This site has already examined a study of the economics of nuclear power for commercial shipping. The study showed that a nuclear ship would be $40 million per year cheaper to operate when bunker oil is at $500/ton.
Those studies had indicated improved economics when bunker fuel is over $300/ton. Bunker oil is currently about $375/ton. Also, changing to nuclear powered container ships would reduce air pollution by the equivalent of about 20,000 cars converted to electric per container ship that is converted.
A second article had more analysis, pictures and video.
There are other benefits if China was to convert thousand of merchant container ships to have nuclear power.
Capacity 15,000 TEU (a big container ship)
Length 405 m
Beam 60 m
Draft 15.5 m
Speed 32 knots
Power 150 MW (200,000 SHP)
1. A Just in Time Nuclear Navy.
2. Move up the experience curve on making nuclear power plants and nuclear ships.
3. Have a lot of mobile power plants that can help supply power in a electrical grid disrupting disaster
4. A low variable cost way to move military personnel
Just in Time Nuclear Navy
Merchant aircraft carriers (MAC) were bulk cargo ships with minimal aircraft handling facilities, used during World War II by Britain and the Netherlands as an interim measure to supplement British and United States-built escort carriers in providing an anti-submarine function for convoys.
The idea of simple adaptations of bulk cargo ships for aircraft had been considered by the Admiralty for some time. It would provide desperately needed air cover for convoys without losing valuable cargo capacity. There was, however, resistance to the concept arising from several technical issues; the 12 knot speed was considered too slow for aircraft operation, the design and development time was expected to take too long and aircraft movements on steel decks over highly flammable fuel cargoes was considered too dangerous
Nuclear merchant aircraft carriers would not have the slow speed penalty and would could be adjusted to not be as flammable since they would not have large fuel tanks. The hulls could also be rapidly upgrade with blast proof wall paper and other strengthening in the event of military need. However, there is a limited need for hardening of hulls as any ship that gets hit with missiles would probably sink anyway. So having more redundancy in military ships would be beneficial. The ships would need to dominate the airspace to prevent being hit.
The ships would not be widely available or in service until 2020-2030. So the flight decks would probably be mostly for launching unmanned aircraft (UAVs) and vessels.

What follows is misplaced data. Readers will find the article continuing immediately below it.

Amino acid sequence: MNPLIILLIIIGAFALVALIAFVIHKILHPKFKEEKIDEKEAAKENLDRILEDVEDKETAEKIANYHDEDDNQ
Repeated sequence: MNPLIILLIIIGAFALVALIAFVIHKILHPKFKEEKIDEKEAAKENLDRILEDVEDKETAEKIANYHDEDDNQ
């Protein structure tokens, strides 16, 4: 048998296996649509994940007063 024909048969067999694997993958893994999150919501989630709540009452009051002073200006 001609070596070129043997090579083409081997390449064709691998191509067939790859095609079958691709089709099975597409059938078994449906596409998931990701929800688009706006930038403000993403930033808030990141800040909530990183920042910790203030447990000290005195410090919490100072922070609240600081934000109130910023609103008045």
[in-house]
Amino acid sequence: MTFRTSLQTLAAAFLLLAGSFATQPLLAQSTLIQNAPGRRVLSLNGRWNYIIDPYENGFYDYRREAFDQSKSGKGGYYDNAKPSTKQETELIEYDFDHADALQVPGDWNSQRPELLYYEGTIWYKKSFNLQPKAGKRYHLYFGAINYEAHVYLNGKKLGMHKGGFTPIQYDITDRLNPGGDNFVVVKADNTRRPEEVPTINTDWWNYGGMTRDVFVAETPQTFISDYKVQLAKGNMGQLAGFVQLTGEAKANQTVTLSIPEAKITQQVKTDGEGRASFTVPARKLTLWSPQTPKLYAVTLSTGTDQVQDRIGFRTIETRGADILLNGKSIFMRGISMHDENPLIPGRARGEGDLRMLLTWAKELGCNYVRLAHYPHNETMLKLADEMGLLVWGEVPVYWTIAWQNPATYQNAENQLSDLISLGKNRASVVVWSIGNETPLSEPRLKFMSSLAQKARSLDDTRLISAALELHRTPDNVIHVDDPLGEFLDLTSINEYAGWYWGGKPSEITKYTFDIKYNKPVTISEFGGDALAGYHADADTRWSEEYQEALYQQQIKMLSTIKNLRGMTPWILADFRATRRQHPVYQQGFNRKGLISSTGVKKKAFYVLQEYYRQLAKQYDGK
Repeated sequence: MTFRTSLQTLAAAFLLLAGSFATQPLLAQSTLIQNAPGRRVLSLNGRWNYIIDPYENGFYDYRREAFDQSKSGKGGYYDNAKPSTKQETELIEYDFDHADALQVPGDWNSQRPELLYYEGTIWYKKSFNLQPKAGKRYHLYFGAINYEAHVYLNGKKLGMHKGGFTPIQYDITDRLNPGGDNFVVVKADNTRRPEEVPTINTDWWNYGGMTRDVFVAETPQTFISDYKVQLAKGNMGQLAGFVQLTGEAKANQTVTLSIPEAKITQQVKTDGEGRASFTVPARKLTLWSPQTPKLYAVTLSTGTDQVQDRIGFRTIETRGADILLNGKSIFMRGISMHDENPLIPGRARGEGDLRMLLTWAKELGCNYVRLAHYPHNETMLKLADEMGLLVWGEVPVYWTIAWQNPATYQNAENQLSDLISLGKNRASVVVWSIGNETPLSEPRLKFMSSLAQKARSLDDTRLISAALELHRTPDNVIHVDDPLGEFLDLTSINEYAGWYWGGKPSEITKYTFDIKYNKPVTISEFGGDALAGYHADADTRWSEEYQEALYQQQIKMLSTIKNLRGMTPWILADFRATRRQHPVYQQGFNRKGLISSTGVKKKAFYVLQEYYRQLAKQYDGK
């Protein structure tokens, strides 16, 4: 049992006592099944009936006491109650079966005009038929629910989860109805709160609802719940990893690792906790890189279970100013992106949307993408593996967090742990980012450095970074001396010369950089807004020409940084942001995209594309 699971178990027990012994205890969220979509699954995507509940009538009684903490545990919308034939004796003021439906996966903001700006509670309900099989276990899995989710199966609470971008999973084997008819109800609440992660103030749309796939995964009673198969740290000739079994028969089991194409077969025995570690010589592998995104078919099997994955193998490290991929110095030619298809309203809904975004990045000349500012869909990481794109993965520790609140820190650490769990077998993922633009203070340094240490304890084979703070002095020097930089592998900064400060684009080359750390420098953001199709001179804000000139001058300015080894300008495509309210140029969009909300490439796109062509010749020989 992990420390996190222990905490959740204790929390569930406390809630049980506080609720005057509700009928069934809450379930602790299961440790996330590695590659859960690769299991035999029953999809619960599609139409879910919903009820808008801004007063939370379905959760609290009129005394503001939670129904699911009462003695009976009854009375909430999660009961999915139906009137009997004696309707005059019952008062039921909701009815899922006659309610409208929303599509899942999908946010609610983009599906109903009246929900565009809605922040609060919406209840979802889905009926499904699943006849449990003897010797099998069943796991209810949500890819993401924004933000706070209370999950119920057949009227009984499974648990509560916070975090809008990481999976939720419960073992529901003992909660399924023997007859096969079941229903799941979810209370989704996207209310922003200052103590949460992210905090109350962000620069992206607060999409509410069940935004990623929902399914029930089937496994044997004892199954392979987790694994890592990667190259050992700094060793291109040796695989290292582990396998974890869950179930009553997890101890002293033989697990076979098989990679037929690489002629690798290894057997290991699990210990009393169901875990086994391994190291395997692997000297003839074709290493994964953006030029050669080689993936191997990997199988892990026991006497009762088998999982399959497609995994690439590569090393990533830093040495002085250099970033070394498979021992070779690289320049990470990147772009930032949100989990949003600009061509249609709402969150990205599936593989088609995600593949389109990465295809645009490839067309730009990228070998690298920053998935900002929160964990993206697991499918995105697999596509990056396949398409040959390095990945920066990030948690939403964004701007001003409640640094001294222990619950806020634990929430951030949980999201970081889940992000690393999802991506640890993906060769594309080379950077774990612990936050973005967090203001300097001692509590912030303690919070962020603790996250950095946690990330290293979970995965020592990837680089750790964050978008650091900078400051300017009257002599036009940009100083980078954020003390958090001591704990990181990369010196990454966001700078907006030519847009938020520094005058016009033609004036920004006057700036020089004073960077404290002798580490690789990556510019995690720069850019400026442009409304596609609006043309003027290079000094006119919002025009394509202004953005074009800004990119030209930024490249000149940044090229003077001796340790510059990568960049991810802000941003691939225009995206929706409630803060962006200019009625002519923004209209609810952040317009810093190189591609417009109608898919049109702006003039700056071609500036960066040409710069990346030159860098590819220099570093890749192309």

Move up the Experience Curve on Nuclear Ships and Engines
China would learn how to be more efficient in building nuclear ships and engines if they have 1000 nuclear merchant ships. They would also have a lot engineering crews that are experienced in their operation.
Mobile Power in the Event of Disaster
If there was an earthquake, flooding or other disaster that damaged the electric grid, then it would help to have 150 MW powerplants that could quickly arrive and provide power. The nuclear merchant ships of 2020-2040 should have superconducting umbilicles to hook up to provide power to city grids that are cutoff. There also could be local reless power transmission setup.
Low variable cost way to move military personnel
The 20-100 person security teams could be navy, coast guard or marine units that could be more easily moved around the world. This would have various strategic advantages. They could facilitate troop rotations to embassies and foreign bases.
The follow up to this article in creating integrated shipping container lego modules for rapid conversion of merchant nuclear fleets and for lower costs and increasing the speed of deployment for buildings, facilities and structures of all kinds.
Britain and other European governments have been accused of underestimating the health risks from shipping pollution following research which shows that one giant container ship can emit almost the same amount of cancer and asthma-causing chemicals as 50m cars.
Confidential data from maritime industry insiders based on engine size and the quality of fuel typically used by ships and cars shows that just 15 of the world's biggest ships may now emit as much pollution as all the world's 760m cars. Low-grade ship bunker fuel (or fuel oil) has up to 2,000 times the sulphur content of diesel fuel used in US and European automobiles.
Pressure is mounting on the UN's International Maritime Organisation and the EU to tighten laws governing ship emissions following the decision by the US government last week to impose a strict 230-mile buffer zone along the entire US coast, a move that is expected to be followed by Canada.
The setting up of a low emission shipping zone follows US academic research which showed that pollution from the world's 90,000 cargo ships leads to 60,000 deaths a year in the US alone and costs up to $330bn per year in health costs from lung and heart diseases. The US Environmental Protection Agency estimates the buffer zone, which could be in place by next year, will save more than 8,000 lives a year with new air quality standards cutting sulphur in fuel by 98%, particulate matter by 85% and nitrogen oxide emissions by 80%